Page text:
5 Secure Messaging Myths

Here are five top myths (and truths) product managers should know to build a competitive and secure messaging solution.

Messaging, whether it be through SMS/MMS text messages, email, or a messaging app, is a core way humans communicate with each other worldwide. According to CTIA, a trade association for the U.S. wireless communications industry, Americans sent 2.1 trillion SMS text messages in 2019, up 52 billion from the year prior; WhatsApp was delivering 100 billion messages per day by the end of 2020.

With more messages being sent than ever before, bad actors such as hackers, cybersecurity criminals, unethical companies, and even governments may target messages to intercept, steal, copy, or eavesdrop. From sensitive health information to data such as names, payment details, birthdates, and username/passwords, many messaging platforms are data breach targets, which can skewer customer confidence and privacy. Prioritizing secure messaging should be a top priority for messaging app product managers.

A chief way messaging providers can protect their users from malicious intent is through end-to-end encryption (E2EE), the act of encrypting messages on one device so only the device of the intended recipient can receive it. End-to-end encryption entails the use of mathematically generated cryptographic public and private keys. Much like a locked mailbox, a public key can be shared with anyone who wants to share a message with a certain user. A private key never leaves a device, and it deciphers received messages. EE2E differs from the arguably less secure messaging method known as transport layer security (TLS) or transport encryption, an encryption protocol requiring the involvement of a third-party server (potentially allowing the owner of the server — typically a tech company), to view message content or metadata.

This secure messaging overview provides baseline guidance for building a secure messaging app. But secure messaging is a nuanced topic, and it warrants in-depth consideration if you’re seeking to add this feature to an existing or novel product.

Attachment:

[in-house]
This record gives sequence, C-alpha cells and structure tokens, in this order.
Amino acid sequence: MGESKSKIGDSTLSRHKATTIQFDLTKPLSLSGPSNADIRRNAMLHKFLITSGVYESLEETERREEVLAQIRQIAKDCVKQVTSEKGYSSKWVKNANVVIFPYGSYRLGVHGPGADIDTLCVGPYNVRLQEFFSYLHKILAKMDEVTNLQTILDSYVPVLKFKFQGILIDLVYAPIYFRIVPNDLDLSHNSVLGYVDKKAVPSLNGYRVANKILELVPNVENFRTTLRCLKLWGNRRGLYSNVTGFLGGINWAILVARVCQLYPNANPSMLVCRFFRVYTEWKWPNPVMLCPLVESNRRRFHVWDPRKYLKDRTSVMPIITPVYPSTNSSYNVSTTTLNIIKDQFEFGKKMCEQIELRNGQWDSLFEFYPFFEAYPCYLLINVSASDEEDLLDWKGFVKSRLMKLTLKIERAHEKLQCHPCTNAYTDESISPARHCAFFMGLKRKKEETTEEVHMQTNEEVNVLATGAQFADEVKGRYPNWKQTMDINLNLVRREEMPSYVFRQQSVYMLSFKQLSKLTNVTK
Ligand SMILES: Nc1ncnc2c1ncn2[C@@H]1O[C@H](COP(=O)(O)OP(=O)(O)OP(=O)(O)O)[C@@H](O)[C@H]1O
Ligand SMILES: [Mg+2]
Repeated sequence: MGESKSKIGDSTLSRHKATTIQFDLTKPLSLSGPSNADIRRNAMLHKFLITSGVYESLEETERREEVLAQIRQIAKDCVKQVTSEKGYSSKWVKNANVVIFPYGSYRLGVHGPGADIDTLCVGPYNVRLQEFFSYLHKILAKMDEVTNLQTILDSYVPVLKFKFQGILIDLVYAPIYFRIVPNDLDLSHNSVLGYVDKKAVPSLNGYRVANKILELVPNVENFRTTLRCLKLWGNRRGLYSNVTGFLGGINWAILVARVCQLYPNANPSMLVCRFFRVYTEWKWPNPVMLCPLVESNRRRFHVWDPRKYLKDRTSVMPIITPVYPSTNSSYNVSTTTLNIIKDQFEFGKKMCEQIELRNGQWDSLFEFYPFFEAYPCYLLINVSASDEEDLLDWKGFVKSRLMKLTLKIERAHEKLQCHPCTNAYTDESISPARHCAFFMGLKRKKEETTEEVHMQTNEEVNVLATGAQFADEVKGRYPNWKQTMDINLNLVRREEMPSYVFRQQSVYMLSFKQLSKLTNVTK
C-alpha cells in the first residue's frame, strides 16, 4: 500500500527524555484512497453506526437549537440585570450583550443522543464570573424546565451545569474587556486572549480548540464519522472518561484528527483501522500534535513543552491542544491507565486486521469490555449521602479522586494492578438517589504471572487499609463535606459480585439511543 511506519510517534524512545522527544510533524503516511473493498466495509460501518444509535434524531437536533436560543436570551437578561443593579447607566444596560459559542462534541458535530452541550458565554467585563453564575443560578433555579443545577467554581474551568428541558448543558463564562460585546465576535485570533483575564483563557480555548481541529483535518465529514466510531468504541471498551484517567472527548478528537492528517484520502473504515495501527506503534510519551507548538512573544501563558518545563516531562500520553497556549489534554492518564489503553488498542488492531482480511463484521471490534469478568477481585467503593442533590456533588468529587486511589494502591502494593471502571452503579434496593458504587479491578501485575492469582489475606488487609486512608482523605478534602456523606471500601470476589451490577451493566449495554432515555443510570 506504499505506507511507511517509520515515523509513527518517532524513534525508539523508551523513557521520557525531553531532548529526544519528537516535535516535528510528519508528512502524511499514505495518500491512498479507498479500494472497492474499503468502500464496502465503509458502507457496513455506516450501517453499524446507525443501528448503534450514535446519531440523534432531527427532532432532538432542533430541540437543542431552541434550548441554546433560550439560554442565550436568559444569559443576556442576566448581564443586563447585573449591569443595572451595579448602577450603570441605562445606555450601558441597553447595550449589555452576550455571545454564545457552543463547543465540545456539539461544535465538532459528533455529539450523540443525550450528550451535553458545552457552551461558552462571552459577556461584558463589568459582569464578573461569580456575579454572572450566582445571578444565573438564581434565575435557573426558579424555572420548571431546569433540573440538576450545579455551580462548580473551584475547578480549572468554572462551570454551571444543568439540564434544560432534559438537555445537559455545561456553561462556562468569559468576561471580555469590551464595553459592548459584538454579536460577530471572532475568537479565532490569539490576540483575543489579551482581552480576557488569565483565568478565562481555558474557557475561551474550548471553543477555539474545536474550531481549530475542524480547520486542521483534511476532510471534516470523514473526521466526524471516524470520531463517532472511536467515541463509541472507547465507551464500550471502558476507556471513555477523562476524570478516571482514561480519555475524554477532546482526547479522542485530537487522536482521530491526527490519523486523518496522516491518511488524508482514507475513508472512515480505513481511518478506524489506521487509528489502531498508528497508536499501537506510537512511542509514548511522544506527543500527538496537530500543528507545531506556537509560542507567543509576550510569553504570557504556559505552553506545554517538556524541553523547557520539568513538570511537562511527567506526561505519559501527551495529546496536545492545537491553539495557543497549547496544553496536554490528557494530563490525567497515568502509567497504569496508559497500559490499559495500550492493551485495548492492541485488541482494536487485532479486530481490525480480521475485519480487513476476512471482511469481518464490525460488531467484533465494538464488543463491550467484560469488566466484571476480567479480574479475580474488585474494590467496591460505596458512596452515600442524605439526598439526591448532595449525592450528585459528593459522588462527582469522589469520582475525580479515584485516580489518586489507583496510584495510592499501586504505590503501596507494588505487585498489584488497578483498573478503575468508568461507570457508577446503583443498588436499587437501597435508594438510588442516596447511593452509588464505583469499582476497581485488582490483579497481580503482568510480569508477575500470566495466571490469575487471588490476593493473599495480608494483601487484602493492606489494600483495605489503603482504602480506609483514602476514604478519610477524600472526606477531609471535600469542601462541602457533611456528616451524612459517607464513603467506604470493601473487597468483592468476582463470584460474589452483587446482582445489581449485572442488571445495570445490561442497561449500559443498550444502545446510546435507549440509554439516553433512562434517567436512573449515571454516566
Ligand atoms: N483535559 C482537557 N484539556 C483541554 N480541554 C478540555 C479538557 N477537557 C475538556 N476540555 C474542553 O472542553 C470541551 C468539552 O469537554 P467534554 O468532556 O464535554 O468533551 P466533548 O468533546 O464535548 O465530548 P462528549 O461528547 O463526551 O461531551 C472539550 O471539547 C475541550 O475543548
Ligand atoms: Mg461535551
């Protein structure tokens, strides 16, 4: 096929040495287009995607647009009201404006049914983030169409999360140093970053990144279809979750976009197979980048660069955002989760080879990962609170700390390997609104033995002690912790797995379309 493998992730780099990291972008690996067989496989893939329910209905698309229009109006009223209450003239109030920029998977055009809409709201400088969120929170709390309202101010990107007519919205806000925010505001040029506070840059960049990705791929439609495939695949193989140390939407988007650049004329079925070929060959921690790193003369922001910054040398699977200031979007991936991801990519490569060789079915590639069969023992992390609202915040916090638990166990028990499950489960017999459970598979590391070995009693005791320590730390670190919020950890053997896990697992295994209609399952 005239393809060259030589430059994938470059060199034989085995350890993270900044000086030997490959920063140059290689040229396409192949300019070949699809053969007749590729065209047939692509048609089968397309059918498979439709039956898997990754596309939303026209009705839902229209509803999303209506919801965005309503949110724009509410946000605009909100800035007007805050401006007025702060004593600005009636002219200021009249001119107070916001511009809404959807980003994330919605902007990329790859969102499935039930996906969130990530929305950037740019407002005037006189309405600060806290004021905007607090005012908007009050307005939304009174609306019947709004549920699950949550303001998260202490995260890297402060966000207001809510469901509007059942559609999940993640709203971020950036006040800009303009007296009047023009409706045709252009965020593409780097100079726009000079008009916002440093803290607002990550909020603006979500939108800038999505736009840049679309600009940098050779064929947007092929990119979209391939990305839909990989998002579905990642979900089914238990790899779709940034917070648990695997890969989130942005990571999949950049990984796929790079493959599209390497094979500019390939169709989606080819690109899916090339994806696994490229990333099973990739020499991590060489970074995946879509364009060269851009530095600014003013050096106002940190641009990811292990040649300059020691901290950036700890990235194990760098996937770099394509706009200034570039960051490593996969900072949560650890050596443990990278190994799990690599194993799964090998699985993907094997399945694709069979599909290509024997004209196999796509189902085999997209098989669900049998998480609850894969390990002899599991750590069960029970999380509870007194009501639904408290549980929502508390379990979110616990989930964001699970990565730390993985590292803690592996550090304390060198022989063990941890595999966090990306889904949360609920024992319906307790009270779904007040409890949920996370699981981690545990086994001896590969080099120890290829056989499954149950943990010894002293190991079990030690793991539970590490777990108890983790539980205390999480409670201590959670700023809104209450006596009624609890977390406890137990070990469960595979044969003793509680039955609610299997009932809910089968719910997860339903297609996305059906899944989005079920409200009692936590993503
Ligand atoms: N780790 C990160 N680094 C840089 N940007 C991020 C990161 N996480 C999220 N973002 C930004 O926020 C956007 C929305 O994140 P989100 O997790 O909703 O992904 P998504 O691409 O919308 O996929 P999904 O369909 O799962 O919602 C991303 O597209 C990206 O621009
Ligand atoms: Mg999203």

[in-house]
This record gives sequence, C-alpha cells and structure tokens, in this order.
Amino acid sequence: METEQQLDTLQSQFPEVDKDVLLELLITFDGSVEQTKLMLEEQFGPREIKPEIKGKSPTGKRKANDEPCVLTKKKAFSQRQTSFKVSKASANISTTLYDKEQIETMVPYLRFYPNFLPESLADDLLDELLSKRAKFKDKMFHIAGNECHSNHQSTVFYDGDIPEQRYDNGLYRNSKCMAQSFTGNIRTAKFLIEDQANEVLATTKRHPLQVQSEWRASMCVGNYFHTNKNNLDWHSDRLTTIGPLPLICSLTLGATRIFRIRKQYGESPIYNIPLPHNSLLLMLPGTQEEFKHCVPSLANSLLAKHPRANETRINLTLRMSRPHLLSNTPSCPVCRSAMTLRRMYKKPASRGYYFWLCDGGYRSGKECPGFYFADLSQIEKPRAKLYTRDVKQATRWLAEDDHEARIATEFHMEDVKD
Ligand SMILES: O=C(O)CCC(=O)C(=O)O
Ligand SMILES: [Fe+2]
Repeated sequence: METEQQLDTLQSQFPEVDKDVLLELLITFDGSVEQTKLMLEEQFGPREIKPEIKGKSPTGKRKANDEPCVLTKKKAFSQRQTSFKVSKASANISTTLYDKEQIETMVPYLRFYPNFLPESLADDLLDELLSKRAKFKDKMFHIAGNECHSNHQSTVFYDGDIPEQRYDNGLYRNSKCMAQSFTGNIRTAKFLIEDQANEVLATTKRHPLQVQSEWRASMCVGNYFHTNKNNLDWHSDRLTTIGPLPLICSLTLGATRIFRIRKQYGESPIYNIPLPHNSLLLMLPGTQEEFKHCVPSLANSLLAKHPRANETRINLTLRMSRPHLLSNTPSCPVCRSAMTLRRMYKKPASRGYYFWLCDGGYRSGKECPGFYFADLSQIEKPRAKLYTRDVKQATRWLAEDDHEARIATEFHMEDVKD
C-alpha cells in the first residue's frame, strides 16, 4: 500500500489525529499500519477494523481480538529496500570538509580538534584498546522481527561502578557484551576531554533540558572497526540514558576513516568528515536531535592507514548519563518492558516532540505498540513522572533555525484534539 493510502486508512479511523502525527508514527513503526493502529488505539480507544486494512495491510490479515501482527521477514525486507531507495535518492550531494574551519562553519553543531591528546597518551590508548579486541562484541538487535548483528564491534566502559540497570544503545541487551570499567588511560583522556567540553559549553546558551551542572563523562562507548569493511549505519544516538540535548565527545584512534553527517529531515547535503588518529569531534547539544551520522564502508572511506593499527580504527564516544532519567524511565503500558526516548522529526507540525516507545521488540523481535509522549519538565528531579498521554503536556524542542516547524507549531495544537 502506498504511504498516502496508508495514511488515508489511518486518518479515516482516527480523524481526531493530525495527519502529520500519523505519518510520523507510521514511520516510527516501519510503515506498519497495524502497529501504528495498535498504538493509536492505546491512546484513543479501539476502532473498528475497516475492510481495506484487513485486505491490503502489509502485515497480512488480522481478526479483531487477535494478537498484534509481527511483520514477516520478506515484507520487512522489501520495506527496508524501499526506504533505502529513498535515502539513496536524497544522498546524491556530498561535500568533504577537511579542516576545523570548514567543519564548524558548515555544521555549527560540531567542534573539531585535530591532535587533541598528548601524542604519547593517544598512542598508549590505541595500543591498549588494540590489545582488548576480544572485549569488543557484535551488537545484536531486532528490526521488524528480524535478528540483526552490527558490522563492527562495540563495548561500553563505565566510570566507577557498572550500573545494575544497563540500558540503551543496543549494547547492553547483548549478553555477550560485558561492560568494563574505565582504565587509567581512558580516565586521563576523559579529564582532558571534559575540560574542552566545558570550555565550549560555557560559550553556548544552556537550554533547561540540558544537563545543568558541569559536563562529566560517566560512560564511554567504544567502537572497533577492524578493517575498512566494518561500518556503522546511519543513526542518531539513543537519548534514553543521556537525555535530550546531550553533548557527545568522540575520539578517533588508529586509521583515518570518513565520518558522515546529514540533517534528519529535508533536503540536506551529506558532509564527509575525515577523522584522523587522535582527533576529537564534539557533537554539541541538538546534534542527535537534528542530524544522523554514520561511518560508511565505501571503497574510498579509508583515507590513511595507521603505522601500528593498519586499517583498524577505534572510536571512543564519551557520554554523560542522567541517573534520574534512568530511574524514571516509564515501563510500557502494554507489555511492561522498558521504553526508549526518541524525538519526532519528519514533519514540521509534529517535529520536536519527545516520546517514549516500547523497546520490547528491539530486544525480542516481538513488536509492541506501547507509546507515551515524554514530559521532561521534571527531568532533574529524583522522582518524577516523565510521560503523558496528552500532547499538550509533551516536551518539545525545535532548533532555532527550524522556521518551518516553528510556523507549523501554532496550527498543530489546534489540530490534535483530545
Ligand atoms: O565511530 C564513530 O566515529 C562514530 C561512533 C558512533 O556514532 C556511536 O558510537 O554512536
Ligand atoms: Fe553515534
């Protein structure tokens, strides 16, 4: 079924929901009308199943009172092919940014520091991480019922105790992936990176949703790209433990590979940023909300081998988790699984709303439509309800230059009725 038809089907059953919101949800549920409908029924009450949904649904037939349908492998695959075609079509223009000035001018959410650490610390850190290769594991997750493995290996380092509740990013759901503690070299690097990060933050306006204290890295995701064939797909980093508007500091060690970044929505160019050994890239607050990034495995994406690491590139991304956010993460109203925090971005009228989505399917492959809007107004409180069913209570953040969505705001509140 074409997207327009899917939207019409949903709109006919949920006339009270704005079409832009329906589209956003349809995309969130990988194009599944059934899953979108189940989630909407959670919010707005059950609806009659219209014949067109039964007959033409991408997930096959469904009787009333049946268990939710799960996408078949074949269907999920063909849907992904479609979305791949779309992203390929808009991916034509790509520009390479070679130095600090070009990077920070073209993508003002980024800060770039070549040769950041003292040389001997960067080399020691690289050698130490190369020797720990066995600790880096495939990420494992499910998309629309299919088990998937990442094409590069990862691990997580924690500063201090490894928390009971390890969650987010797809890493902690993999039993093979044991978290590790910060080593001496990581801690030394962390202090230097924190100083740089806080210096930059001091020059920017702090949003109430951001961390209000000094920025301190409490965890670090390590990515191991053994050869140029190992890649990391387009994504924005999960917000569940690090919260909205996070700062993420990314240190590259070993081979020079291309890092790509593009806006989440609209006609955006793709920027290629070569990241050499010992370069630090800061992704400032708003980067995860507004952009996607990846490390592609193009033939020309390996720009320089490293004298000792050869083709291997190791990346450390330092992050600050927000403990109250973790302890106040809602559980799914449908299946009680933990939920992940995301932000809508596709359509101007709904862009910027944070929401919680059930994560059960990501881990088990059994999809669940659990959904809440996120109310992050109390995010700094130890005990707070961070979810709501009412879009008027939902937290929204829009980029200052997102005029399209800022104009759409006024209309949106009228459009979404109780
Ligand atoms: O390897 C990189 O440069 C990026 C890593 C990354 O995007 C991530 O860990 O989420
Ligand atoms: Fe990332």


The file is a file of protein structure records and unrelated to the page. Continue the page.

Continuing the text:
To kickstart your security journey, here are five top secure messaging myths to know.

Myth: End-to-end encrypted messages cannot be hacked.

Truth: While end-to-end encryption is considered a secure messaging gold standard, the protocol isn’t completely hack-proof. Messages can still be read before they are encrypted or after they are encrypted if a malicious actor breaks into a user’s personal device. While end-to-end encryption safeguards messages while they are in transit, they can still be attacked on personal devices such as a computer, phone, or tablet — especially if a device is left unlocked.

Myth: Today’s most secure messaging apps will always be the most secure messaging apps.

Truth: Like any business, each messaging app has its own privacy policy that is subject to change. Just because an app features sterling security protocols today doesn’t prevent the company from changing its policies tomorrow.

Case in point, when WhatsApp announced a change in their privacy policy outlining how the company shares user data with parent company Facebook, millions of WhatsApp users migrated to the secure, independent messaging competitor Signal. WhatsApp still uses end-to-end encryption, but many consumers of messaging apps weren’t comfortable with the new privacy policy.